B

Jerry Garcia and Merl Saunders, Garcia Live, Volume 6

I imagine there is no guitarist on the planet with more recorded material than Jerry Garcia. It’s hard to believe that despite all the touring with the Grateful Dead, in his spare time he did little but continue to tour and play with his friends. The Garcia Band was certainly less vital than the Dead but there were moments. This is a pretty fair one, thanks in no small part to Merl Saunders’ keyboard work that features prominently here. I don’t know if we need 19 minute covers of “After Midnight,” but overall, this is a fine representation of Garcia in 1973.

B

Waylon Jennings, Cedartown, Georgia

I had long heard about Waylon’s bad pre-Outlaw albums, when he was ill-fit for Nashville. But I had never actually listened to any of those albums. So I picked one up. Cedartown, Georgia, from 1971, is not good. This is just an overproduced mess that includes an unfortunate cover of “Bridge Over Troubled Water,” which was basically a required recording by every country artist seeking to record some filler material for their 3 albums a year at this time. I am not a believer that the Outlaw movement saved country. There were really only a few good albums out of that movement and it very quickly became wrapped up in a self-referencing cocaine induced haze. Plus there were lots of good albums coming out of the Nashville sound. But for Waylon, going outlaw was a critical move that saved his career.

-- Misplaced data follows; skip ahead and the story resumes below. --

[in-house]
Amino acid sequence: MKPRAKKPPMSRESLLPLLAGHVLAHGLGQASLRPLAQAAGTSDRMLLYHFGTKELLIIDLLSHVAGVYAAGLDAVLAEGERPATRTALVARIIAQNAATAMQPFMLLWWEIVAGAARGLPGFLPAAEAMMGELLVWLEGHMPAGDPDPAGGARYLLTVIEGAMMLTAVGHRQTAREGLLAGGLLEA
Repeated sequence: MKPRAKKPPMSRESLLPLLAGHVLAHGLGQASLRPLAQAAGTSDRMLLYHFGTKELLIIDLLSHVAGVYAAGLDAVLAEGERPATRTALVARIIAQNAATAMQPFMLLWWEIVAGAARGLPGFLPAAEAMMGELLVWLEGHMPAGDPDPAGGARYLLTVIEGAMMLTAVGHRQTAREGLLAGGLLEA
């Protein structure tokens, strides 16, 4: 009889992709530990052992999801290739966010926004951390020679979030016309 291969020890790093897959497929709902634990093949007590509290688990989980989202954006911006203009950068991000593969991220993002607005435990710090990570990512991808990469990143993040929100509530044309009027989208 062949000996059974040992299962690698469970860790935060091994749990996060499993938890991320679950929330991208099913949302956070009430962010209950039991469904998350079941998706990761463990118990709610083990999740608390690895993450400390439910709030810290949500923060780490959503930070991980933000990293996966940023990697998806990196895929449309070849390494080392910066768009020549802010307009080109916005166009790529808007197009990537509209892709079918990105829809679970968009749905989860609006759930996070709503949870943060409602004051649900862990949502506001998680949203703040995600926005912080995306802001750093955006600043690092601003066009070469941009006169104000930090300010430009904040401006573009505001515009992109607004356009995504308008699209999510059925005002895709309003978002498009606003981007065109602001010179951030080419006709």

C

Marty Robbins, Saddle Tramp